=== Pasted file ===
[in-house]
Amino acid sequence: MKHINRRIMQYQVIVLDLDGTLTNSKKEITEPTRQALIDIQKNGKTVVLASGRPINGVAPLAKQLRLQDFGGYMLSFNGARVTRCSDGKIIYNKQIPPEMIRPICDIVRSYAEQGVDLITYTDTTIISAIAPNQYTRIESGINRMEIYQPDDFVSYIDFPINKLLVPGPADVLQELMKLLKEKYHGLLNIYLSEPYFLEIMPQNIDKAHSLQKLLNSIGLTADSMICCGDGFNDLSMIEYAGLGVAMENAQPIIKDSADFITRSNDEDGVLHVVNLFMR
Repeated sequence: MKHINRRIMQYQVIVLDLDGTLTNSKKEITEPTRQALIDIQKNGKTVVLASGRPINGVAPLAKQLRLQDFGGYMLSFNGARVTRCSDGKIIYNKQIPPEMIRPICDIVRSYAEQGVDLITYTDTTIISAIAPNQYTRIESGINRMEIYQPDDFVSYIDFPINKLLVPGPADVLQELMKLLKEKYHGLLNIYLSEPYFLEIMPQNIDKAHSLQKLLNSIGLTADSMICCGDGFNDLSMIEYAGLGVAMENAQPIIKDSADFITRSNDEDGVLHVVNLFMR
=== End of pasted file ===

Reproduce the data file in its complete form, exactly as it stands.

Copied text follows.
[in-house]
Amino acid sequence: MKHINRRIMQYQVIVLDLDGTLTNSKKEITEPTRQALIDIQKNGKTVVLASGRPINGVAPLAKQLRLQDFGGYMLSFNGARVTRCSDGKIIYNKQIPPEMIRPICDIVRSYAEQGVDLITYTDTTIISAIAPNQYTRIESGINRMEIYQPDDFVSYIDFPINKLLVPGPADVLQELMKLLKEKYHGLLNIYLSEPYFLEIMPQNIDKAHSLQKLLNSIGLTADSMICCGDGFNDLSMIEYAGLGVAMENAQPIIKDSADFITRSNDEDGVLHVVNLFMR
Repeated sequence: MKHINRRIMQYQVIVLDLDGTLTNSKKEITEPTRQALIDIQKNGKTVVLASGRPINGVAPLAKQLRLQDFGGYMLSFNGARVTRCSDGKIIYNKQIPPEMIRPICDIVRSYAEQGVDLITYTDTTIISAIAPNQYTRIESGINRMEIYQPDDFVSYIDFPINKLLVPGPADVLQELMKLLKEKYHGLLNIYLSEPYFLEIMPQNIDKAHSLQKLLNSIGLTADSMICCGDGFNDLSMIEYAGLGVAMENAQPIIKDSADFITRSNDEDGVLHVVNLFMR